D is not reflexive as 0(0) for (x,x) is not positive.
    E is reflexive as x -x will always be 0. 0 is a multiple of EVERY number.
    yes, b is reflexive as (0)0 is always >= 0.


    And how about q3?
     
  9. Nov 2, 2014 #8
    Suppose that

    R1={(2,2),(2,3),(2,4),(3,2),(3,3),(3,4)},
    R2={(1,1),(1,2),(2,1),(2,2),(3,3),(4,4)},
    R3={(2,4),(4,2)} ,
    R4={(1,2),(2,3),(3,4)},
    R5={(1,1),(2,2),(3,3),(4,4)},
    R6={(1,3),(1,4),(2,3),(2,4),(3,1),(3,4)},

    Determine which of these statements are correct.
    Check ALL correct answers below.


    A. R2 is not transitive
    B. R4 is antisymmetric
    C. R4 is symmetric
    D. R3 is transitive
    E. R3 is reflexive
    F. R4 is transitive
    G. R1 is not symmetric
    H. R1 is reflexive
    I. R2 is reflexive
    J. R6 is symmetric
    K. R5 is transitive
    L. R3 is symmetric
    M. R5 is not reflexive

    ----------------------------------------

    Don't even understand the notation in this one, despite reading the notes twice.
     
  10. Nov 2, 2014 #9
    i can't see your answers, so can't tell where you are going wrong? Can you put up a screeshot/grab

    oh sorry, they are your answers, right?
     
  11. Nov 2, 2014 #10
    Sorry, I probably should have just marked the ones I ticked.
     

    Attached Files:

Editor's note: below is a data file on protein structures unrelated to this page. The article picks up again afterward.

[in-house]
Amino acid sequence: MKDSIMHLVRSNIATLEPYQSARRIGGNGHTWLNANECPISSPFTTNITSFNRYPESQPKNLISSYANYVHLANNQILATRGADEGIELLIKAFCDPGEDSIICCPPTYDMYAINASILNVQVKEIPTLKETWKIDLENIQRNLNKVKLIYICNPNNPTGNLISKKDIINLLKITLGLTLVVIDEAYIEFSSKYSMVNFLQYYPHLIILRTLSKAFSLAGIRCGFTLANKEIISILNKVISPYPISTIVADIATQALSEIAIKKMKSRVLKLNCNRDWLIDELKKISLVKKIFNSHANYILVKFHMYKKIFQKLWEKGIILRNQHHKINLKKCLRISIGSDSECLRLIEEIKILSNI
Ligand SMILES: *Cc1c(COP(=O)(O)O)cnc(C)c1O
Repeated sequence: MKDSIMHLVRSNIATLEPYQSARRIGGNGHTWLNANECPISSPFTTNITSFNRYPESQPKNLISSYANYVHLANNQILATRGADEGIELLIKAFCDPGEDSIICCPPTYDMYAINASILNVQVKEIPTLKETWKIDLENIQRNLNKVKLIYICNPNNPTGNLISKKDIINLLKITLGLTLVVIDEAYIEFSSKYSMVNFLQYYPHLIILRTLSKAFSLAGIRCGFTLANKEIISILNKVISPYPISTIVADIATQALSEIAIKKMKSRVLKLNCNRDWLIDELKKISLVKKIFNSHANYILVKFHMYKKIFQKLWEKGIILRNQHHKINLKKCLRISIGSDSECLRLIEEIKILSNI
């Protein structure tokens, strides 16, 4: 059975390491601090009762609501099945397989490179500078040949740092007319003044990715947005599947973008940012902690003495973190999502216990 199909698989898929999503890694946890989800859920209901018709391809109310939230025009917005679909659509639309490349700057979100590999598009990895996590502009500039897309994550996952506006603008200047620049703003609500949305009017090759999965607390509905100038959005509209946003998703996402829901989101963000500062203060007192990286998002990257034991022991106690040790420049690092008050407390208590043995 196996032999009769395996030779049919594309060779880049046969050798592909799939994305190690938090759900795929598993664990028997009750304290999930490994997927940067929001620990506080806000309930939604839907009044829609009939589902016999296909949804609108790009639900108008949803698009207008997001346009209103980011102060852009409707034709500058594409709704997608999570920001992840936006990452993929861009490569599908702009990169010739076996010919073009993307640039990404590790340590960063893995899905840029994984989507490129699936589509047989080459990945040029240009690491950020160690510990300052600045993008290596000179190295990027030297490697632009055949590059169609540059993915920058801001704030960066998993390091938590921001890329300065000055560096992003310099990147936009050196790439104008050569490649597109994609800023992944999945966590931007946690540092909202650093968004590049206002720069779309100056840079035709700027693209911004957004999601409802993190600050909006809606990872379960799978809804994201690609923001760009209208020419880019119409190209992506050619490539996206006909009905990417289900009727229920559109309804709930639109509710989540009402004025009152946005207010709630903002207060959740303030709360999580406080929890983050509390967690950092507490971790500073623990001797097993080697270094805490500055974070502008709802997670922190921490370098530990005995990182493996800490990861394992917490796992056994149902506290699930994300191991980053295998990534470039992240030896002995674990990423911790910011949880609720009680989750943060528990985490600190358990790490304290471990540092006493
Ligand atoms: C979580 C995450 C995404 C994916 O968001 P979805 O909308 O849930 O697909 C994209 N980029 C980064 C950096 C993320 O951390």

12. Nov 2, 2014 #11
    A) r2 is transitive as for (x,y)[1,2](y,z)[2,1] there is a (x,z)[1,1]
    k) r5 is transiitve as there is no terms For (x,y)(yz) implying (x,z), therefore the theory is true because we can't prove it false(maths logic)

    everything else looks right
     
  13. Nov 2, 2014 #12
    A) Even though it doesn't apply to the whole set?
    K) >Not proven to be false. > Therefore true.

    You have to be joking me with the logic for those two! Thanks so much for the help, as you may have noticed I would have been screwed if you haven't have helped me with those. Dave C., Coffee on me if you ever want one.
     
  14. Nov 2, 2014 #13
    A) But it does apply for the whole set. There is no other terms fitting the criteria of (x,y)(y,z) only (1,2)(2,1) as you can see y is 2 in both. Can you show me another (x,y)(y,z) in the set?
    k) we came accross that logic in truth tables if you remember, we had lets say x implies y. If x is false, that means y is automatically true, as we cant prove otherwise.
     
  15. Nov 2, 2014 #14
    A) So as long as any elements {x,y,z} in the set follows the pattern (x,y) , (y,z), (x, z) the set is transitive?
    The reason I thought it wasn't transitive is that there's nothing linking (2,2), (3,3), or (4,4) to each other.
     
  16. Nov 2, 2014 #15
    ...No, its not {x,y,z} in the set(as that would imply we could take any 3 numbers of our choice!), its the elements linked by "y" with (x,y) (y,z)........y just has to be in the 2nd position in the first set, and 1st position in the second set.
    There is actually another example in that set. (1,1)(1,2). as you can see y is 1 here, so do we have (x,z)[1,2]? Yes
     
  17. Nov 2, 2014 #16
    "y just has to be in the 2nd position in the first set, and 1st position in the second set"

    and this has to be true for EVERY set in the function; or ANY set in the function?
     
  18. Nov 2, 2014 #17
    yes, it must be true for EVERY 2 pairs to which it applies to
     
  19. Mar 2, 2016 #18
    i think R4 is not Transitif because it has (1,2), (2,3) then (1,3) is not in the R4. so does (2,3), (3,4) then (2,4) and its not in R4 either. it has (x,y), (y,z) in the relation but it doesnt has (x,z)